Jackie McLean: Swing Swang Swingin’ (1959) Blue Note

Jackie-McLean-Swing-Swang-Swingin'-Liberty-Cover-1800-LJC

Liberty Stereo Cover, but wait – Always Read The Label!

Selection: Let’s Face the Music and Dance (Irving Berlin)

.

“There may be trouble ahead
But while there’s moonlight and music
And love and romance
Let’s face the music and dance”

Artists

Jackie McLean (alto saxophone) Walter Bishop Jr. (piano) Jimmy Garrison (bass) Art Taylor (drums) recorded Rudy Van Gelder Studio, Englewood Cliffs, NJ, October 20, 1959

Music:

McLean brings his sharp alto tone  to bear on popular tunes of the day, you know all the words, There may be trouble ahead... Great song, great tune, sentiments you can all relate to, and all the better for McLean’s “no words required” approach. The other tracks follow the same theme, like I’ll Take Romance.

1959Recorded for Blue Note at the end of 1959, an influential year for McLean, arguably the apex of Mclean’s bop trajectory. In that year he recorded with  Mingus (Blues and Roots, Wednesday Night Prayer Meeting), and shortly after, took a part in the New York  junkie house-band on stage in Freddie Redd’s music from The Connection,  before moving progressively further and further out in the course of the early ’60s. But always recognisably, that acid sharp tone. AllMusic note:

 McLean sounds invigorated here, catapulting each melody forward before launching into a series of impassioned improvisations….Swing Swang, Swingin’ may not be as groundbreaking as Mclean’s more modernist work, but it’s a solid session from an artist just beginning an incredible hot streak.

Jumping Off Point: Walter Bishop Jr.

LJC-Lichael-Caine-fastshow30Walter Bishop is a great asset to this Mclean date, maintaining the momentum of the tunes behind Mclean’s ascerbic explorations. Bishop’s trademark is terse, punching accompaniment, with lines flowing over changes.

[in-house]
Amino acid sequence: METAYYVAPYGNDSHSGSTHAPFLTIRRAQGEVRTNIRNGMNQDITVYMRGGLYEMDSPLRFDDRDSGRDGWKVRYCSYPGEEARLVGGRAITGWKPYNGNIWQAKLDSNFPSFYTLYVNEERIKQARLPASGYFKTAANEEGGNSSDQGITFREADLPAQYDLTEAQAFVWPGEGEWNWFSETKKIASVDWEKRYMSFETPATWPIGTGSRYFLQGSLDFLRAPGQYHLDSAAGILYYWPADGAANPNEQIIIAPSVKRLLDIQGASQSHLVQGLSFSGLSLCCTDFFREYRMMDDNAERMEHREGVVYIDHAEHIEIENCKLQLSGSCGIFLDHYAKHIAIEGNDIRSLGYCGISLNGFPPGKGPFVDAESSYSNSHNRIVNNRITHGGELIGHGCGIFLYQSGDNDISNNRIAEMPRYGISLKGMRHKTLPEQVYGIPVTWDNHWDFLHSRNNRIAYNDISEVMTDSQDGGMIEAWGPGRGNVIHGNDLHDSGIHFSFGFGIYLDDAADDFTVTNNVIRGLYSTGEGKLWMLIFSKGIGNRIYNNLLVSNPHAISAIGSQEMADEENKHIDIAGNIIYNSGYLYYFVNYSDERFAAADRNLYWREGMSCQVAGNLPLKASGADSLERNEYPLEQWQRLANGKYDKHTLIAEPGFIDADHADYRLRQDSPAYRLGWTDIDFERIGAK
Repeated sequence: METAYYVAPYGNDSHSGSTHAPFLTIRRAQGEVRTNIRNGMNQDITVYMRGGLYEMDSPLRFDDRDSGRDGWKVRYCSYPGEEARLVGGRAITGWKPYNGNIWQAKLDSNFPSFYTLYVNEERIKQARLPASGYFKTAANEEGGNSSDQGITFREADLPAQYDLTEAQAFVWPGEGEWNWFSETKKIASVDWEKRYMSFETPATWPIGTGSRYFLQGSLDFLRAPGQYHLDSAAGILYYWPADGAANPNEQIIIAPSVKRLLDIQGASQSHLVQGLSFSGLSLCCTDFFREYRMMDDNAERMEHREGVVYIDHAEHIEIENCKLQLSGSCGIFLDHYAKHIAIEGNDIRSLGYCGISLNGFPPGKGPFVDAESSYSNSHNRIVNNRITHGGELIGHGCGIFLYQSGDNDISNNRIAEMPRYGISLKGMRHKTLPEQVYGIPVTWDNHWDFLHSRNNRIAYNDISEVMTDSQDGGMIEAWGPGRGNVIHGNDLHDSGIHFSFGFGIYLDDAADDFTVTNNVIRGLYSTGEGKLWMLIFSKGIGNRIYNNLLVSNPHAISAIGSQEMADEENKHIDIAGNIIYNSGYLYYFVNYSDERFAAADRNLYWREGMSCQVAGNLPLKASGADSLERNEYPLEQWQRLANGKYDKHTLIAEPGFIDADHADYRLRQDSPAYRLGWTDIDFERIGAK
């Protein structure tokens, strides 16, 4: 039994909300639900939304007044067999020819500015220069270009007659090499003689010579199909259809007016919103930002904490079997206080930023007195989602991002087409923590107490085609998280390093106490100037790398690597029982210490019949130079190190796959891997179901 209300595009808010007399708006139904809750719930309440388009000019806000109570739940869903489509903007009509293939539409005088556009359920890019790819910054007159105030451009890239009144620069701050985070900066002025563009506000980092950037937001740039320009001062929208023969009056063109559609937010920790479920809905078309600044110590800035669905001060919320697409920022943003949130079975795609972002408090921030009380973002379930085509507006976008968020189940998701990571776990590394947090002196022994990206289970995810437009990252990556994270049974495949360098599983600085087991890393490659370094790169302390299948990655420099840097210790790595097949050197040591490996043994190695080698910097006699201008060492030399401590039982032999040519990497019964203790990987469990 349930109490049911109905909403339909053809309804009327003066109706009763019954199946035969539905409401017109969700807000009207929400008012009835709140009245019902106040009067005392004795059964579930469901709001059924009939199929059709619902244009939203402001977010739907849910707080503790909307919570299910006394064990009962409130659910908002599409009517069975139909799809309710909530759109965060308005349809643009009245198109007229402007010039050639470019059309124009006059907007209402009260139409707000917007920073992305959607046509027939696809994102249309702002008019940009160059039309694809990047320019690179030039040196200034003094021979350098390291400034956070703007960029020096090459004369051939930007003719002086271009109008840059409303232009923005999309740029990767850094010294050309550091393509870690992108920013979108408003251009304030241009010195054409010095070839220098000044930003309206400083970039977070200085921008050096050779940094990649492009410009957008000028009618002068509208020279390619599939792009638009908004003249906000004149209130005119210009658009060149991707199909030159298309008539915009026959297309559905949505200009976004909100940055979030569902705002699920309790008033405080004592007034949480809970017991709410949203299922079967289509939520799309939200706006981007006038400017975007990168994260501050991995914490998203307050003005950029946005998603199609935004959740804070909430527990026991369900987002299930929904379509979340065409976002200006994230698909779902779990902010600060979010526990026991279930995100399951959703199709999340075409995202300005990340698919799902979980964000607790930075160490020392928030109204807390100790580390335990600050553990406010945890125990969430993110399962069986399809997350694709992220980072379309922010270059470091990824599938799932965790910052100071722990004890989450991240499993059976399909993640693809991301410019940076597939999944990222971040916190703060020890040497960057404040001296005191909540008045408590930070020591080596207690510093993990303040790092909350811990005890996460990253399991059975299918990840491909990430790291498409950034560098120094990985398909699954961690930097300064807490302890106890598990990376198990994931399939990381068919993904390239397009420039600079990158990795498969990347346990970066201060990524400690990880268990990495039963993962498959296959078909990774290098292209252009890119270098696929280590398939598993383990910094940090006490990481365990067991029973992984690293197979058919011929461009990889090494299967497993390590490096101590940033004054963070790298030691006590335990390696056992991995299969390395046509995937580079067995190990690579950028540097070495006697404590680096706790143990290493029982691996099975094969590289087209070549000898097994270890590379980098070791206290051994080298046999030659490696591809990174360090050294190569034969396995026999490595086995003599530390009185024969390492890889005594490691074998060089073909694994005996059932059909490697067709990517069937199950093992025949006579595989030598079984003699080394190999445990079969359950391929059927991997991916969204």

Bishop was an early member of the Art Blakey start-up Seventeen Jazz Messengers in the second half of the ’40s, a highly talented but financially-unsustainable jamming band in which all the leading names of the day appeared, including Powell himself and Monk. Sadly the history of this talent-pool remains largely in reminiscences of unrecorded club dates.  As the Jazz Messengers membership slimmed down to a commercially-viable working line up in the mid-50s  Bishop was replaced by Horace Silver.

A Powell-inspired player, nothing wrong with that, Bishop did not record as leader until the ’60s, forming his own trio with Jimmy Garrison and GT Hogan. Like many musicians hailing from the hey-day of Bop, by the ’70s, he largely disappeared into music education and teaching, disappearing completely in the ’90s. AllMusic’s assessment of Bishop as a “valuable utility pianist” seems a bit harsh: he does a great job in enabling McLean to shine, which is a valuable enough contribution.

Vinyl: BN 4024  mono, RVG and ear, 47 West 63rd label

This was one of the first handful of Blue Note to carry the INC and R marks of Blue Note’s incorporation So far so good,  but Popsike premium-price sales suggest it should be DG both sides, so it is not possible to rule out a later pressing run here, but only by a short space of time . I am sure Mr Cohen has something to say about it.

One thing stands out,  A-1 and B-1 matrices. Bad day at the studio, Rudy? Unlike my original thoughts, it is probably a good sign. Van Gelder wasn’t happy with the first cut and thought he could do better.

Jackie-McLean-Swing-Swang-Swingin'-labels-1800-LJC

Photoshop-fake mono rear cover, actually a Liberty stereo cover, but hey, cut me some slack, the liner notes are the same. (Shh! Our secret). Notice that the footer of the Liberty rear cover notes “An original Stereo Recording” –  i.e. not pseudo (fake) stereo.

Jackie-McLean-BN-4024-fake-cover-1800-LJC

Collectors Corner

The only difference between mine and this one on Ebay is the cover, which mine lacked. ;-(  Oh, and mine’s not got a yellow label. Some people just haven’t got a grip on camera white balance.

Jackie McLean Ebay $800 Capture

And it cost less than $800. On top of it’s game, Swing Swang Swingin’  max’s at a little over $1200.